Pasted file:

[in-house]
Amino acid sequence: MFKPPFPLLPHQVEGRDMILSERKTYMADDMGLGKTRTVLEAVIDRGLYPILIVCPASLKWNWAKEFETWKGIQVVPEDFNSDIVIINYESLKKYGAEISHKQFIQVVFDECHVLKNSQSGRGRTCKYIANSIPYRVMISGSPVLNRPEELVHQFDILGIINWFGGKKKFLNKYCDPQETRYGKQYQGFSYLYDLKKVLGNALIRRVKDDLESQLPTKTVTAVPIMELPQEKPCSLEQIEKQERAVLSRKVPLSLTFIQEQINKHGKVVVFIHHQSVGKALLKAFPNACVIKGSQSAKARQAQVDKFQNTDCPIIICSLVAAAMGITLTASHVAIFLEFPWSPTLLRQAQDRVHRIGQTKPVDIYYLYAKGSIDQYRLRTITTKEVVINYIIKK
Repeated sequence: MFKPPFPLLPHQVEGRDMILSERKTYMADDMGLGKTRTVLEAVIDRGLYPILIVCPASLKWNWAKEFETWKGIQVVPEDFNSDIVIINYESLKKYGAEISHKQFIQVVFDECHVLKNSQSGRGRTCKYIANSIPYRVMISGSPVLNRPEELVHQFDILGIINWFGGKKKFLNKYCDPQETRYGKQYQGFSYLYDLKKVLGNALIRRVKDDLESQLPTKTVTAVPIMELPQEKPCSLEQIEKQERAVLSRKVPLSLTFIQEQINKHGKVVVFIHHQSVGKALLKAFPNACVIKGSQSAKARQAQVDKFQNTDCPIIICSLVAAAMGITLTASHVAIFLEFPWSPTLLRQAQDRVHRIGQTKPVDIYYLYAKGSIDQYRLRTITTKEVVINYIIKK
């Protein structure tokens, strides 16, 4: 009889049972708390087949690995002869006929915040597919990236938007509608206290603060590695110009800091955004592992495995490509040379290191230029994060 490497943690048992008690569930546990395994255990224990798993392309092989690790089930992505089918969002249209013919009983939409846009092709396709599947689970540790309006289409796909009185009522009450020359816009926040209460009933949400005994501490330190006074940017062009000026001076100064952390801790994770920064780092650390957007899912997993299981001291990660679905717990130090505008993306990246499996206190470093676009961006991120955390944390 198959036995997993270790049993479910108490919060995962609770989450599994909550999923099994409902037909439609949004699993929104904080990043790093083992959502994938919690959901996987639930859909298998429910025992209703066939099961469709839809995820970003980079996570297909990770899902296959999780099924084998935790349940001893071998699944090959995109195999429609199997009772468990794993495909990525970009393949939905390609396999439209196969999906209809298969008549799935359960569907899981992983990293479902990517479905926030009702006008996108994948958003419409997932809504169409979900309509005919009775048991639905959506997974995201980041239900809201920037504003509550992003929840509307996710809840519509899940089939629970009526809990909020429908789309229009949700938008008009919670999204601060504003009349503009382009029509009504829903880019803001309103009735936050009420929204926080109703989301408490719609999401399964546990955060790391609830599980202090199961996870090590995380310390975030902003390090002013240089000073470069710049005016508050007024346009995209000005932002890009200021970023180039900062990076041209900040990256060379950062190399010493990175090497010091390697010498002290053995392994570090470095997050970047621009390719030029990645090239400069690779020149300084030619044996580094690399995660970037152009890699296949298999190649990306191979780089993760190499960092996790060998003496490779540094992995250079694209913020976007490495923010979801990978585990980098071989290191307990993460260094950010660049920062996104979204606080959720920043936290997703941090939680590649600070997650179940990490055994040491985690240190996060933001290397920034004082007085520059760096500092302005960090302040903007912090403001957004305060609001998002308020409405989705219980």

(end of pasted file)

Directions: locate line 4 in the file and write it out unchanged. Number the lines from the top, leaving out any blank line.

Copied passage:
């Protein structure tokens, strides 16, 4: 009889049972708390087949690995002869006929915040597919990236938007509608206290603060590695110009800091955004592992495995490509040379290191230029994060 490497943690048992008690569930546990395994255990224990798993392309092989690790089930992505089918969002249209013919009983939409846009092709396709599947689970540790309006289409796909009185009522009450020359816009926040209460009933949400005994501490330190006074940017062009000026001076100064952390801790994770920064780092650390957007899912997993299981001291990660679905717990130090505008993306990246499996206190470093676009961006991120955390944390 198959036995997993270790049993479910108490919060995962609770989450599994909550999923099994409902037909439609949004699993929104904080990043790093083992959502994938919690959901996987639930859909298998429910025992209703066939099961469709839809995820970003980079996570297909990770899902296959999780099924084998935790349940001893071998699944090959995109195999429609199997009772468990794993495909990525970009393949939905390609396999439209196969999906209809298969008549799935359960569907899981992983990293479902990517479905926030009702006008996108994948958003419409997932809504169409979900309509005919009775048991639905959506997974995201980041239900809201920037504003509550992003929840509307996710809840519509899940089939629970009526809990909020429908789309229009949700938008008009919670999204601060504003009349503009382009029509009504829903880019803001309103009735936050009420929204926080109703989301408490719609999401399964546990955060790391609830599980202090199961996870090590995380310390975030902003390090002013240089000073470069710049005016508050007024346009995209000005932002890009200021970023180039900062990076041209900040990256060379950062190399010493990175090497010091390697010498002290053995392994570090470095997050970047621009390719030029990645090239400069690779020149300084030619044996580094690399995660970037152009890699296949298999190649990306191979780089993760190499960092996790060998003496490779540094992995250079694209913020976007490495923010979801990978585990980098071989290191307990993460260094950010660049920062996104979204606080959720920043936290997703941090939680590649600070997650179940990490055994040491985690240190996060933001290397920034004082007085520059760096500092302005960090302040903007912090403001957004305060609001998002308020409405989705219980």